A Test in Taiwan

By Alan W. Dowd, ASCF Senior Fellow

February 2019—Declaring that his country is “growing strong,” China’s Xi Jinping recently proposed (or perhaps more accurately, demanded) that Taiwan and the Mainland unify under a “one country, two systems” approach. Xi envisions something similar to Beijing’s relationship with Hong Kong. “The private property, religious beliefs, and legitimate rights and interests of Taiwanese compatriots will be fully assured,” he promises. Washington and Taipei should not be fooled; this is no compromise. Xi has made it clear that, one way or another, Taiwan’s island democracy “must and will be” absorbed by the People’s Republic of China (PRC). In response, Washington must make it clear to Beijing—by word and deed—that China will not be permitted to reincorporate Taiwan without the consent of Taiwan’s people.

Realities

Xi seems intent on resolving what the Mainland calls “the Taiwan question” sooner rather than later. Specifically, he blustered in January that “We make no promise to abandon the use of force, and retain the option of taking all necessary measures,” including in response to “intervention by external forces.”

“Taiwan will never accept ‘one country, two systems,’” Taiwan’s President Tsai Ing-wen shot back,  adding that her government is committed to “our self-rule” and “our autonomy.” She called on Xi and his regime to “face squarely the reality of the existence of the Republic of China on Taiwan” and “respect the insistence of 23 million people on freedom and democracy.” According to Tsai, “What’s really needed between the two sides is a practical understanding of the differences between values, beliefs and lifestyles.”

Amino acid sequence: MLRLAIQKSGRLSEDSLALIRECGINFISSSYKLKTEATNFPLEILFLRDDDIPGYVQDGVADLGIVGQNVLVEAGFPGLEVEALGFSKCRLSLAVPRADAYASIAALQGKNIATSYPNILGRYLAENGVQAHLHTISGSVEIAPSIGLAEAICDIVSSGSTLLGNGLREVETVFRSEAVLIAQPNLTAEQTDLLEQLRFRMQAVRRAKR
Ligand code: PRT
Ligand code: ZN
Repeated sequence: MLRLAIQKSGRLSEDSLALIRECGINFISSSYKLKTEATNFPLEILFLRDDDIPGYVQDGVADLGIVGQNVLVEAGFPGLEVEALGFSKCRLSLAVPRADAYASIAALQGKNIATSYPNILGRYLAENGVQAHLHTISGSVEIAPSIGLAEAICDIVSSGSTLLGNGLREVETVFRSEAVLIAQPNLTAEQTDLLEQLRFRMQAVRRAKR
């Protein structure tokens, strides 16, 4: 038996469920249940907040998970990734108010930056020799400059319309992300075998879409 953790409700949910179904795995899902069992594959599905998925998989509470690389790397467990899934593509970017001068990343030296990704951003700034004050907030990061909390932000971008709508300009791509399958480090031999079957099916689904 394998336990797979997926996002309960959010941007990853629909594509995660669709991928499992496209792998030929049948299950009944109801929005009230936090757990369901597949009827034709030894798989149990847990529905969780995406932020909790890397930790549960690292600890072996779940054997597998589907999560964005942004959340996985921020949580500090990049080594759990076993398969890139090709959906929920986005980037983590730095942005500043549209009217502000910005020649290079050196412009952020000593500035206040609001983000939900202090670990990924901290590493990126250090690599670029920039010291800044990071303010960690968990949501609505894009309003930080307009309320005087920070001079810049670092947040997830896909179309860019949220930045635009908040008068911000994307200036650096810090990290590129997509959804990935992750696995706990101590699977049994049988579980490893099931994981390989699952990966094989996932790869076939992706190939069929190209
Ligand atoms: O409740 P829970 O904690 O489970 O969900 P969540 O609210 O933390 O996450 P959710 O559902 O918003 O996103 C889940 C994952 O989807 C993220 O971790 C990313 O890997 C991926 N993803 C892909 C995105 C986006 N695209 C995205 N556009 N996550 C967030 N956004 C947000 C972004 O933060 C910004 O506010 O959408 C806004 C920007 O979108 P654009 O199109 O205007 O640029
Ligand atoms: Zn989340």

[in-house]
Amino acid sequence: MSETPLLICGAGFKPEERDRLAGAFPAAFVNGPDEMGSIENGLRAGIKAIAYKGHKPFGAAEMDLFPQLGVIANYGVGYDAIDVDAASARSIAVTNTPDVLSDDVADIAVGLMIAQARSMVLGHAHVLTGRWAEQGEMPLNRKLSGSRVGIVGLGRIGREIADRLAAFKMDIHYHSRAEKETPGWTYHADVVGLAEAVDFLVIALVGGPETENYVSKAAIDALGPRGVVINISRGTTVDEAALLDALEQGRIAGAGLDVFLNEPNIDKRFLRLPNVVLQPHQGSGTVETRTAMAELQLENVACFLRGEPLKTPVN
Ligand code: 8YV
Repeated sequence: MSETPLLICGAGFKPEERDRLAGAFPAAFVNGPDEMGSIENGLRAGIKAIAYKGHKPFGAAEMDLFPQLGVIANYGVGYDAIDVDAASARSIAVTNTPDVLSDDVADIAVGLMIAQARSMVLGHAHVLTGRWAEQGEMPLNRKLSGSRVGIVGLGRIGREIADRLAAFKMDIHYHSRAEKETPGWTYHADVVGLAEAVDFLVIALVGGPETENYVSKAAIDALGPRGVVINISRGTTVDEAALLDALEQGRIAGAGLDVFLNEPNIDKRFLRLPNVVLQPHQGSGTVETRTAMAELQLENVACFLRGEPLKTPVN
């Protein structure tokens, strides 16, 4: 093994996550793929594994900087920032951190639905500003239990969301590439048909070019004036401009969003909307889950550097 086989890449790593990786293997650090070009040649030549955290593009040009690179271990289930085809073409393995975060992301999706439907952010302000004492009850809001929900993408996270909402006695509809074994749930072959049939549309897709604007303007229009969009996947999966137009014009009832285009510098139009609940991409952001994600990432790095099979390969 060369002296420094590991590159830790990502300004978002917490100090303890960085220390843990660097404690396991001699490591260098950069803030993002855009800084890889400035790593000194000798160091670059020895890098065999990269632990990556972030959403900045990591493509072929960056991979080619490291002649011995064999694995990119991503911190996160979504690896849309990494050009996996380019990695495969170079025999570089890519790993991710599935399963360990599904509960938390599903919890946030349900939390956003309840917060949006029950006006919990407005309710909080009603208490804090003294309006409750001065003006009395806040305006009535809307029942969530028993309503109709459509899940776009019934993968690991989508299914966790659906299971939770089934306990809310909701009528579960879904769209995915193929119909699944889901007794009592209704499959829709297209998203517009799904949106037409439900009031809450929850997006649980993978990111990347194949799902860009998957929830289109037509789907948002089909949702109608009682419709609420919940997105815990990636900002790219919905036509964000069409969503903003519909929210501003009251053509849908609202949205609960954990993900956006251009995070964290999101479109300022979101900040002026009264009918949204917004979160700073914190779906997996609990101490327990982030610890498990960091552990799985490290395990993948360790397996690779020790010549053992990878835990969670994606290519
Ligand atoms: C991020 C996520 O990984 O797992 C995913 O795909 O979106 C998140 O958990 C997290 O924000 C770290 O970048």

Tsai is raising important points that reflect major differences between Taiwan and the PRC—differences Beijing simply refuses to see.

For instance, more than three generations have been born and raised in a Taiwan that’s never been part of the Mainland. In a very real sense, a Taiwanese nation—separate and distinct culturally, politically and economically—has been built in the 70 years since the PRC was created. Not surprisingly, 60 percent of the people of Taiwan identify as Taiwanese—not Chinese.

Yet the PRC, oblivious to these realities, describes “the Taiwan issue” as key to “China’s reunification and long-term development” and declares “reunification…an inevitable trend in the course of national rejuvenation.”

It pays to recall that Taiwan has never been ruled by the PRC, so the term “reunification” is wholly inappropriate and inaccurate. This reality explains why 64 percent of Taiwanese oppose unification with the communist Mainland.

Beijing is underlining its words with provocative actions. Soon after his election, President Donald Trump agreed to take a phone call from Tsai. In response, the PRC dispatched its only aircraft carrier on a menacing circuit around Taiwan. Beijing also sent H-6K bombers, Su-30 fighter escorts and spy planes into the skies around Taiwan.

To defend or rationalize Beijing’s military response to the Trump-Tsai call as legitimate is to fail to discern the difference between a telephone and 15,000 tons of maritime military power (along with a package of nuclear-capable bombers). Moreover, China’s apologists forget that in June 2015, long before Trump and Tsai were elected, Beijing practiced amphibious operations aimed at Taiwan. As The Diplomat magazine reports, satellite images from 2015 reveal PRC training grounds featuring mockups of key infrastructure in Taiwan—the presidential complex, Taichung International Airport, the foreign ministry—suggesting “a new level of aggressiveness regarding Taiwan.”

Limits

Washington seems awake to the danger posed by a reckless and impatient Beijing.